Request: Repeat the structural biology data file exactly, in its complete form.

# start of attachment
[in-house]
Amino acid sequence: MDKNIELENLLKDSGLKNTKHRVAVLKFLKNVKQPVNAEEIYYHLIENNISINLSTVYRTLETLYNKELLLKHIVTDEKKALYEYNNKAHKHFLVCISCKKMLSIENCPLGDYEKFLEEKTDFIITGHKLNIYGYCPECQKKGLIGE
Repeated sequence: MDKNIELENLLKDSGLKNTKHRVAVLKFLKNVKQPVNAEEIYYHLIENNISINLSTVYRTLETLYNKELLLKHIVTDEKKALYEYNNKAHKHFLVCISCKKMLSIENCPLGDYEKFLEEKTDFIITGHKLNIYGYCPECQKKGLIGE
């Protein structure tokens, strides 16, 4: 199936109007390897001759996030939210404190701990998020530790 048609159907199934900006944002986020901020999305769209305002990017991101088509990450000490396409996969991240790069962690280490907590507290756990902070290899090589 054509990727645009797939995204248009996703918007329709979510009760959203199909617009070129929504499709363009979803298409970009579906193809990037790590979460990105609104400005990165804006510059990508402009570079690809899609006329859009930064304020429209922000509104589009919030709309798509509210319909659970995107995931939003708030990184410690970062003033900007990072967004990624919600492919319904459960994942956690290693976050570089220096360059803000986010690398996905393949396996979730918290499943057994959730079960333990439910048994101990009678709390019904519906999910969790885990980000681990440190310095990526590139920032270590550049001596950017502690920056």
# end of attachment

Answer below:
[in-house]
Amino acid sequence: MDKNIELENLLKDSGLKNTKHRVAVLKFLKNVKQPVNAEEIYYHLIENNISINLSTVYRTLETLYNKELLLKHIVTDEKKALYEYNNKAHKHFLVCISCKKMLSIENCPLGDYEKFLEEKTDFIITGHKLNIYGYCPECQKKGLIGE
Repeated sequence: MDKNIELENLLKDSGLKNTKHRVAVLKFLKNVKQPVNAEEIYYHLIENNISINLSTVYRTLETLYNKELLLKHIVTDEKKALYEYNNKAHKHFLVCISCKKMLSIENCPLGDYEKFLEEKTDFIITGHKLNIYGYCPECQKKGLIGE
């Protein structure tokens, strides 16, 4: 199936109007390897001759996030939210404190701990998020530790 048609159907199934900006944002986020901020999305769209305002990017991101088509990450000490396409996969991240790069962690280490907590507290756990902070290899090589 054509990727645009797939995204248009996703918007329709979510009760959203199909617009070129929504499709363009979803298409970009579906193809990037790590979460990105609104400005990165804006510059990508402009570079690809899609006329859009930064304020429209922000509104589009919030709309798509509210319909659970995107995931939003708030990184410690970062003033900007990072967004990624919600492919319904459960994942956690290693976050570089220096360059803000986010690398996905393949396996979730918290499943057994959730079960333990439910048994101990009678709390019904519906999910969790885990980000681990440190310095990526590139920032270590550049001596950017502690920056």